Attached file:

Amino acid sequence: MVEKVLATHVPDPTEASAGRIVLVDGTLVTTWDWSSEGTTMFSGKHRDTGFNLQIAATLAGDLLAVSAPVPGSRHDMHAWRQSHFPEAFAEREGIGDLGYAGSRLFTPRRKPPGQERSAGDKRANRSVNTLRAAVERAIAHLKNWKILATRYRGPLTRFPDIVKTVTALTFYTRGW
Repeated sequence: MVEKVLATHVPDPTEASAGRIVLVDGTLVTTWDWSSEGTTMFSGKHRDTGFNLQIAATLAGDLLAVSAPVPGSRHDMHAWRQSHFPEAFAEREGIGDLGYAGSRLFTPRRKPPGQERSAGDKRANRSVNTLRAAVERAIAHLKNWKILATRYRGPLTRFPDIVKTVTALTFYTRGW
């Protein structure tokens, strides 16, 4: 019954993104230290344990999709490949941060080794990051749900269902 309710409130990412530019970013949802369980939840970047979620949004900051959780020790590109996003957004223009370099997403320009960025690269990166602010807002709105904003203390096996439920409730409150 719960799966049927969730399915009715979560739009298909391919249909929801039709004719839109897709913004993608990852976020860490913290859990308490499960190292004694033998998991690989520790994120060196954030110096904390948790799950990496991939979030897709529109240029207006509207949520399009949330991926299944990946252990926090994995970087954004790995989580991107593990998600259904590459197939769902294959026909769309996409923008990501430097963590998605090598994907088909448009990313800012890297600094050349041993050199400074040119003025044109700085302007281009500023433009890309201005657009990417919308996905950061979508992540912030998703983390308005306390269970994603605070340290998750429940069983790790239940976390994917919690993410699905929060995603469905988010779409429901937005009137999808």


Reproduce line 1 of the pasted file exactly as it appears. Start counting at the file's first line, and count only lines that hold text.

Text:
Amino acid sequence: MVEKVLATHVPDPTEASAGRIVLVDGTLVTTWDWSSEGTTMFSGKHRDTGFNLQIAATLAGDLLAVSAPVPGSRHDMHAWRQSHFPEAFAEREGIGDLGYAGSRLFTPRRKPPGQERSAGDKRANRSVNTLRAAVERAIAHLKNWKILATRYRGPLTRFPDIVKTVTALTFYTRGW